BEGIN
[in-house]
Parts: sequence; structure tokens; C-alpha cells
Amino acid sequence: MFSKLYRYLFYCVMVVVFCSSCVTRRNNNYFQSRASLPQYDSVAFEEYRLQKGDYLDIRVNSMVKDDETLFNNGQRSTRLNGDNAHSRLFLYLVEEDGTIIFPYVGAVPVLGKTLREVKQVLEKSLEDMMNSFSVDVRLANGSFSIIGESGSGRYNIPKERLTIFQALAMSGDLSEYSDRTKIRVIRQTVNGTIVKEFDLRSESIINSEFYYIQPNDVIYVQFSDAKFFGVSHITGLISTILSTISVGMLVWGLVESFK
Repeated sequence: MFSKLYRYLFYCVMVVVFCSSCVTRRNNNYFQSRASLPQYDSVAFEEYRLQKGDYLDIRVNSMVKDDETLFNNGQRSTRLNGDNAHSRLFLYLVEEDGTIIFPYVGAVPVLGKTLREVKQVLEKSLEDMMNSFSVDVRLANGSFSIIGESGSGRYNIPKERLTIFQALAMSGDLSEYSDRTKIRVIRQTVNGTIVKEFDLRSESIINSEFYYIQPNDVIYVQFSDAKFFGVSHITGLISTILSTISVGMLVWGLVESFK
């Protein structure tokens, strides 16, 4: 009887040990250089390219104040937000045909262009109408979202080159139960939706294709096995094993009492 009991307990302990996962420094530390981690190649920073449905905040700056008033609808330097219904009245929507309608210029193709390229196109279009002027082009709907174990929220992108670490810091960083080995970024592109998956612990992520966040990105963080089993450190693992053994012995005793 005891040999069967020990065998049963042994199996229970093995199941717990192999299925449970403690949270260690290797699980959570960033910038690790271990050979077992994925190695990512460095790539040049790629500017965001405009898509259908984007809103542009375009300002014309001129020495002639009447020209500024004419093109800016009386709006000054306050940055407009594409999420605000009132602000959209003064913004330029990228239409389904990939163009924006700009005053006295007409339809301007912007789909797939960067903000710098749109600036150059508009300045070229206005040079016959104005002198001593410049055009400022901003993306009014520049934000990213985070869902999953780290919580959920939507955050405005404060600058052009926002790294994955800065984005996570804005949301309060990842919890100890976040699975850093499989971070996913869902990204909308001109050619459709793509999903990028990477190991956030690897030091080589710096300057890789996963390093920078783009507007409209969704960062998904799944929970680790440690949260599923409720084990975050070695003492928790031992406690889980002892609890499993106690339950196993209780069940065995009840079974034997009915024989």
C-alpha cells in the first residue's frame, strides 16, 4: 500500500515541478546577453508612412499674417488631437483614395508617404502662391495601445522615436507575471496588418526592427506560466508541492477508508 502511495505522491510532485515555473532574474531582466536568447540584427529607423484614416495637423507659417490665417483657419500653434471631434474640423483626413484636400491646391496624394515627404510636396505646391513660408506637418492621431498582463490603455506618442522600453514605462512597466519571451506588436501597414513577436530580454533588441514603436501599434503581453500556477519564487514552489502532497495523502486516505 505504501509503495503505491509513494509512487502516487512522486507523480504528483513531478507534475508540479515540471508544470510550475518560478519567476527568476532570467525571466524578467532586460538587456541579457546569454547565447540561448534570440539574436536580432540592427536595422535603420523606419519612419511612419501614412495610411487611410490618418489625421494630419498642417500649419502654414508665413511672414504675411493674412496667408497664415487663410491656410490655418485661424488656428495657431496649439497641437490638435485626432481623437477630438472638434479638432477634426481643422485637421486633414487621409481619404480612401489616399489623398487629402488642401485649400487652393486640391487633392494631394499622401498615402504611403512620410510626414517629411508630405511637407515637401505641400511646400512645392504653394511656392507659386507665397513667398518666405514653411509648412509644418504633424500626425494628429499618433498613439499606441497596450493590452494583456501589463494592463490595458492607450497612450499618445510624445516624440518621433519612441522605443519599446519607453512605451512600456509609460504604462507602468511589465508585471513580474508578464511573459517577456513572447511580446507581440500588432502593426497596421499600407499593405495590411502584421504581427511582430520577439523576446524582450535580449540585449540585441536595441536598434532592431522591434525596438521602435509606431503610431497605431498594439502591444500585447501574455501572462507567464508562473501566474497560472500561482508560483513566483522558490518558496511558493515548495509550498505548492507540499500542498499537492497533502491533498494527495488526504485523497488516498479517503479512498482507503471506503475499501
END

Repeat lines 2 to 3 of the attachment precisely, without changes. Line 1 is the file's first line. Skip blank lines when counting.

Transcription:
Parts: sequence; structure tokens; C-alpha cells
Amino acid sequence: MFSKLYRYLFYCVMVVVFCSSCVTRRNNNYFQSRASLPQYDSVAFEEYRLQKGDYLDIRVNSMVKDDETLFNNGQRSTRLNGDNAHSRLFLYLVEEDGTIIFPYVGAVPVLGKTLREVKQVLEKSLEDMMNSFSVDVRLANGSFSIIGESGSGRYNIPKERLTIFQALAMSGDLSEYSDRTKIRVIRQTVNGTIVKEFDLRSESIINSEFYYIQPNDVIYVQFSDAKFFGVSHITGLISTILSTISVGMLVWGLVESFK